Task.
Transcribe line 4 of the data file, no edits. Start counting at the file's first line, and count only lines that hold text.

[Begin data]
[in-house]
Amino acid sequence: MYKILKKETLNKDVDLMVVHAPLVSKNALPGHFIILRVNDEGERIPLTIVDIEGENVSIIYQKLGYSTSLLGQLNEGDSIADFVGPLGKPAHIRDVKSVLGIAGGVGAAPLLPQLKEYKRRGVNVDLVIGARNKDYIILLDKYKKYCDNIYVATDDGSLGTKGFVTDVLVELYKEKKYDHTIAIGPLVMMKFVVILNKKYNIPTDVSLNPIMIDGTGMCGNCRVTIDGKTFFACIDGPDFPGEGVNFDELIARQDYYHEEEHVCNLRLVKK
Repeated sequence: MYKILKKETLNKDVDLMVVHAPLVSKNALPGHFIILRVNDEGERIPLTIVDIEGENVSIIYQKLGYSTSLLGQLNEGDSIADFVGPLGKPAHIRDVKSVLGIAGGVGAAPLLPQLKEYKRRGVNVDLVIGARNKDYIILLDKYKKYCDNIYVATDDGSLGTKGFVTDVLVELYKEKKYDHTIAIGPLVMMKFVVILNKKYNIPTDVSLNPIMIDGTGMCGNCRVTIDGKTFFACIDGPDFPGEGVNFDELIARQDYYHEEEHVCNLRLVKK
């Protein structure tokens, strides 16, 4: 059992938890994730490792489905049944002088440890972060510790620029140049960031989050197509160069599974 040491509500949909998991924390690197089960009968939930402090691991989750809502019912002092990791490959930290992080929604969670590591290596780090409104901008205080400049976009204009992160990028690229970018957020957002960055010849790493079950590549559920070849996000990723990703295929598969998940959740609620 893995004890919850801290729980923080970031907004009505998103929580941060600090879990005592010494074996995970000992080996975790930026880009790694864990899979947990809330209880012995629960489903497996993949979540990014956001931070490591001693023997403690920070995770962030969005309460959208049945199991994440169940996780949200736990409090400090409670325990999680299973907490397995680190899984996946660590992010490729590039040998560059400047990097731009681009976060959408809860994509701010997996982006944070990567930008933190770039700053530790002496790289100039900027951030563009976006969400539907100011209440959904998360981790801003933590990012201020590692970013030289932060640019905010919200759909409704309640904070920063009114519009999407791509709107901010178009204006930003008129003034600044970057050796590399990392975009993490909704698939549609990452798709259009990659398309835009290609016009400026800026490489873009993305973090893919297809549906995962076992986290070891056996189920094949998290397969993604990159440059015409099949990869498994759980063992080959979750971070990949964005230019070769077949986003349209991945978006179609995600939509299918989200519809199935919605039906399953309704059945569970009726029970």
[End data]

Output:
């Protein structure tokens, strides 16, 4: 059992938890994730490792489905049944002088440890972060510790620029140049960031989050197509160069599974 040491509500949909998991924390690197089960009968939930402090691991989750809502019912002092990791490959930290992080929604969670590591290596780090409104901008205080400049976009204009992160990028690229970018957020957002960055010849790493079950590549559920070849996000990723990703295929598969998940959740609620 893995004890919850801290729980923080970031907004009505998103929580941060600090879990005592010494074996995970000992080996975790930026880009790694864990899979947990809330209880012995629960489903497996993949979540990014956001931070490591001693023997403690920070995770962030969005309460959208049945199991994440169940996780949200736990409090400090409670325990999680299973907490397995680190899984996946660590992010490729590039040998560059400047990097731009681009976060959408809860994509701010997996982006944070990567930008933190770039700053530790002496790289100039900027951030563009976006969400539907100011209440959904998360981790801003933590990012201020590692970013030289932060640019905010919200759909409704309640904070920063009114519009999407791509709107901010178009204006930003008129003034600044970057050796590399990392975009993490909704698939549609990452798709259009990659398309835009290609016009400026800026490489873009993305973090893919297809549906995962076992986290070891056996189920094949998290397969993604990159440059015409099949990869498994759980063992080959979750971070990949964005230019070769077949986003349209991945978006179609995600939509299918989200519809199935919605039906399953309704059945569970009726029970």